“Oh, my God! We finally, really did it! You maniacs….Ah, damn you! God damn you all to hell!” The righteous invective Charlton Heston bellows in the final moments of The Planet of the Apes seems similarly suited to the resurrection and public opening of Jurassic Park. Bewilderingly, though, Jurassic World (both the film and the revamped, retitled tourist attraction) opens with park operations in full swing as a matter of course—gift shops fully stocked, thousands of paying customers streaming onto the island, umbrella drinks blending in the Margaritaville™ restaurant, and nary an echo of Dr. Ian Malcolm (Jeff Goldblum) and the perfunctory mock-outrage he was oozing in Jurassic Park even before the T-rex started chewing on him: “your scientists were so preoccupied with whether or not they could, they didn’t stop to think if they should.”
However, the conflict of Jurassic World turns on the fact that the secret to the park’s rebirth—the PR miracle of short memories—is proving to be a double-edged sword. While the general public has forgotten about those poor rich kids who were almost eaten by velociraptors, and the T-rex that got loose in San Diego, they also seem to have forgotten how impressive and wonderful it is that dinosaurs exist at all. The park supervisor, Claire (Bryce Dallas Howard), is having an increasingly difficult time courting corporate sponsors who demand sexier attractions with “more teeth.” Kayaking past stegosauruses or sitting in the splash zone as a giant mosasaur gulps sharks out of the air a la Shamu can only stimulate the twenty-first century middle class’ stunted sense of wonder for so long. The solution? The boys in the Jurassic World lab have spliced together a mysterious cocktail of genes to create a totally new species and, because park-goers can’t be bothered to learn any more complicated, properly scientific names, dubbed it the “Indominous Rex.”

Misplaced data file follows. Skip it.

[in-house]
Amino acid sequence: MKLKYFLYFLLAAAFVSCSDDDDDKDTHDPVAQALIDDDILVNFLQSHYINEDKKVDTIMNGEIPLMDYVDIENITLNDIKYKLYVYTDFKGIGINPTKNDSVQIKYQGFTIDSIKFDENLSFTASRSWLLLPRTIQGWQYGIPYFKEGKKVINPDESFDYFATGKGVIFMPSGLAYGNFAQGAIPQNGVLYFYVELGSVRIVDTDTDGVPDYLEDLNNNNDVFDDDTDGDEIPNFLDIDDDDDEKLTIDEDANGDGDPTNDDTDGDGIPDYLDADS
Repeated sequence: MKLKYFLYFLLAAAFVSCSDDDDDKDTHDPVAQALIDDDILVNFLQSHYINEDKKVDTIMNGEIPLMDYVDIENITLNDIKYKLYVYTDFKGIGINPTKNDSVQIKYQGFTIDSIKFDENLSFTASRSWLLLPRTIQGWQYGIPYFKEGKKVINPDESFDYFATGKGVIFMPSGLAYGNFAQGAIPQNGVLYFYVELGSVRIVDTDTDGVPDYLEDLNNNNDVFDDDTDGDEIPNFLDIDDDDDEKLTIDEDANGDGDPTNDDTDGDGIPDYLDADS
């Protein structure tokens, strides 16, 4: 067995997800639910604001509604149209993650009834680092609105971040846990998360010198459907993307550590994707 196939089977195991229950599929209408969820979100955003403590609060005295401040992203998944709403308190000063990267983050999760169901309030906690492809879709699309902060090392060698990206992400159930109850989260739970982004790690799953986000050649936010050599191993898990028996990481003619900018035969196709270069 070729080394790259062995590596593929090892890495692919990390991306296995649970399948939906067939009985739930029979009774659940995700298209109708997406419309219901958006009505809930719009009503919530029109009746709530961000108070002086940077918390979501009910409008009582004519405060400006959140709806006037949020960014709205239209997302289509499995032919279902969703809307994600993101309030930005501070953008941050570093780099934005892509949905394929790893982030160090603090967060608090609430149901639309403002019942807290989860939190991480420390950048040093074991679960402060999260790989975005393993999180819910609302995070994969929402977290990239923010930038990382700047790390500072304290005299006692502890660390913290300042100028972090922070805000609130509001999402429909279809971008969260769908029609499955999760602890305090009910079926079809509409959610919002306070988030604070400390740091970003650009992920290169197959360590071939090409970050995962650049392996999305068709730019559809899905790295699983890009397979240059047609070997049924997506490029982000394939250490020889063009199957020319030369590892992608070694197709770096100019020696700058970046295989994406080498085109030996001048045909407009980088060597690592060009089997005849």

Part tyrannosaurus, part raptor, and part Predator—complete with protruding barbs and the ability to rapidly camouflage—the Indominous quickly proves big enough and smart enough to bust out of its cage and start skipping lines all over the island. While Claire tries to keep the breakout quiet, her visiting nephews, Zach (Nick Robinson) and Gray (Ty Simpkins), go AWOL in the park. She turns to Owen (Chris Pratt), the ex-Navy man who works at the park turning velociraptors into bloodhounds, to find the boys before her newest attraction does.